A longtime friend of IHO, Rob Browne has agreed to join the site as a contributor focused on Cornell, a team poised to pull off a key upset or two during Ivy play. Here’s Rob’s in-depth look at the state of the Big Red:
Although picked last in the preseason Ivy League poll and having an initial KenPom raking of 311, Cornell has started the season 7-9 (0-2 Ivy) and finds itself with a current ranking of 232. While its most lopsided victory was against Division III Penn State Harrisburg, the Big Red scored decisive victories at home against Binghamton (No. 333) and Lafayette (No. 321). They had several close wins against Howard, (No. 269), Colgate (No. 209), St. Peter’s (No. 178) and Siena ( No. 109).
Its biggest losses were expected ones to major conference powers Georgia Tech, Pittsburgh and Syracuse. Perhaps its most surprising defeats were a 25-point loss on the road to Canisius (10-11, No. 211) and a three-point loss at UMass-Lowell (7-13, No. 324). The Big Red were able to stay competitive in nonconference losses to three-time defending America East Tournament champion Albany (No. 117), and MAC leader Monmouth (No. 63).
At the start of the Ivy League season, the Big Red, without their best player, almost pulled off the upset against Columbia in New York and stayed close in the return match the following week in Ithaca.
Where do things stand for the Big Red as they enter the last 12 games of the 14-Game Tournament?
Cornell is led by junior guard Robert Hatter, the Ivy League’s top scorer at 19.9 points per game. He is a high energy end-to-end talent that leads the team in minutes played (29.9), free throws (61-for-84), and assists (57). He is also the team’s best pressure defender, averaging 1.4 steals per game. He has been named Ivy League Player of the Week once and placed on the Honor Roll five times.
Right behind Hatter is freshman guard Matt Morgan. The talented rookie currently sits second in Ivy League scoring at 16.6 points per contest. Over his last five games, he has averaged 22.0 points and 2.2 steals. He has been named Ivy League Rookie of the Week three times and made the Honor Roll once.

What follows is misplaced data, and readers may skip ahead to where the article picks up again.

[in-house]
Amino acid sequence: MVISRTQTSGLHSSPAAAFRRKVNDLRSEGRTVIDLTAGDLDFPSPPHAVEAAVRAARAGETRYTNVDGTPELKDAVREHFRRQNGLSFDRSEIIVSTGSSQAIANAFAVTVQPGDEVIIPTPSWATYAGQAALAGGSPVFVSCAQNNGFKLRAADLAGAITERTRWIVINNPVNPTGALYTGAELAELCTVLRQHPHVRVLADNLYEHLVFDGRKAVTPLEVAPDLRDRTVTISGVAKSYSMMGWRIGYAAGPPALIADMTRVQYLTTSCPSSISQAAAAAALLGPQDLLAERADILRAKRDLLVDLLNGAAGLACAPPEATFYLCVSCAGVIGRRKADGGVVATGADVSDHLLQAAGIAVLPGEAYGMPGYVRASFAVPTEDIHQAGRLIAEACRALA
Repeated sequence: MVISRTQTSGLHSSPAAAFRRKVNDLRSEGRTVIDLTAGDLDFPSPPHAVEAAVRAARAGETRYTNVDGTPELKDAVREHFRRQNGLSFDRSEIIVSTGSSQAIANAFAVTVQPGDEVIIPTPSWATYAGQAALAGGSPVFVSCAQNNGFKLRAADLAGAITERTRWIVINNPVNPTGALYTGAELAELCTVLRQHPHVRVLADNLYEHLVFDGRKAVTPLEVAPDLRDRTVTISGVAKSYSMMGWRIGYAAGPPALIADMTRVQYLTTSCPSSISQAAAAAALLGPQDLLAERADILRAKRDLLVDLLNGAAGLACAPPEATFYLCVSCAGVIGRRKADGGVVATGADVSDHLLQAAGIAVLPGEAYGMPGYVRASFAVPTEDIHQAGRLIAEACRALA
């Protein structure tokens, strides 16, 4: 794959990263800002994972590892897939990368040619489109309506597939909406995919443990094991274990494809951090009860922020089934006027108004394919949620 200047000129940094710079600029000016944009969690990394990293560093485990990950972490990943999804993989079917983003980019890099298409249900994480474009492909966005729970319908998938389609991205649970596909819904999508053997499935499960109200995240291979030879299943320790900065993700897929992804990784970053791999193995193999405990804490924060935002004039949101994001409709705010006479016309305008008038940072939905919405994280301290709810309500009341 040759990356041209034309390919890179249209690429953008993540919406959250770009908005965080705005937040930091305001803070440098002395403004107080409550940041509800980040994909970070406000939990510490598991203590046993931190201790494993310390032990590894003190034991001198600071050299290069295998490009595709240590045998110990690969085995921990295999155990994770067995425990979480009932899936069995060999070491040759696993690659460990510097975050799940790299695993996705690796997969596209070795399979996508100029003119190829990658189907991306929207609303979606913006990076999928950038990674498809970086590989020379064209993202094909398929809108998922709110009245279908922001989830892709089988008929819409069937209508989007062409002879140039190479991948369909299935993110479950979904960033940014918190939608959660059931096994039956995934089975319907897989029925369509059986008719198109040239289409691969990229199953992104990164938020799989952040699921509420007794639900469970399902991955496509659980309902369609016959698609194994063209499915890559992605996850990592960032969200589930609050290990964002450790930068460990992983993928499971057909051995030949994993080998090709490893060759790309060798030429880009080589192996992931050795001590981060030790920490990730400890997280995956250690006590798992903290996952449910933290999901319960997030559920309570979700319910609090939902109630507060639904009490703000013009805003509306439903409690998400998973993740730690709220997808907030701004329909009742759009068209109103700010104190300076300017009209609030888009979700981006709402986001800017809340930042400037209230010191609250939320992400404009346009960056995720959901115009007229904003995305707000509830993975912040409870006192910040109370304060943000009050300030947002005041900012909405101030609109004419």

Looking at the rest of the guards getting the most minutes, junior Darryl Smith is the next highest scorer at 8.8 a game. He is currently the Ivy League’s leader in field goal percentage and has a streak of 13 straight field goals. The recent loss of Hatter has given freshman Troy Whiteside (5.3 points per game) a chance to start, play more minutes and contribute more to the scoring. Junior JoJo Fallas (4.4 points per contest) is the team’s third-best three-point option (17-for-47). Joel Davis, another freshman, had his first ever start in last Saturday’s game against Columbia and is playing 10.5 minutes a game.
Sophomores Jordan Abdur-Ra’oof and Wil Bathurst split time at the forward position. Between the two, they are averaging 37.1 minutes per game, 9.6 points and 7.4 rebounds. Of the two, Abdur-Ra’oof is the stronger rebounder, while Bathurst is the more accurate shooter and gets to free throw line more often.
Junior center David Onuorah has improved his minutes played, scoring and rebounding from last year (18.9/26.8 minutes, 2.0/5.9 points and 3.5/7.9 rebounds per game). Behind Onuorah is freshman Stone Gettings, who is averaging 10.7 minutes a game and poured in 14 points during his debut against Georgia Tech.
With an undersized and athletic team, coach Bill Courtney has had the team play a guard-focused uptempo offense and high-pressure defense. While this has led to an increase in offensive output compared to last year, Cornell’s opponents have enjoyed even bigger increases in points and rebounding. Cornell has continued to excel in forcing turnovers and steals, in which it’s the best in the Ivy League.
For the Big Red to succeed in league play, they have to stick with their game plan. For a team that does not do as well in half court sets, they need to keep up the high tempo on both ends of the floor, forcing less athletic and deep opponents to adapt.
Additionally, Robert Hatter needs to return as quickly as possible. The team’s style will require the presence of the league’s statistical top offensive weapon to score and take the pressure off Morgan.
With defenses focused on Hatter and Morgan, having Smith and Onuorah more involved in the offense would help. Smith is a solid slasher and has the most accurate shooting percentage on the team. Onuorah is solid in transition and finishing feeds from driving guards.
Defensively, the team should put some more pressure on opponent’s three-point shooting. In its victories, the Big Red have held teams to 8.1 threes, while allowing 10.4 in losses. This small difference could be big for a team that will, most likely, be playing a number of close games against the rest of the league.
Concurrently, they will need to keep Onuorah on the court as long as possible. In seven games that he has played at least 28 minutes, he has averaged 10.4 rebounds and 3.1 blocks. In the other nine games, he averaged 5.4 rebounds and 0.6 blocks. Having him in the middle gives Cornell the best chance at minimizing the opposition’s significant edge in rebounds and points in the paint.
Last year, Cornell was able to win one game against all Ivies other than co-champion Yale and last-place Penn. While the Big Red, objectively, will not be favored against the top five teams in the Ivies, having two of the best scorers in the league and a unique style of play give them a fighting chance any evening, especially Saturday evenings.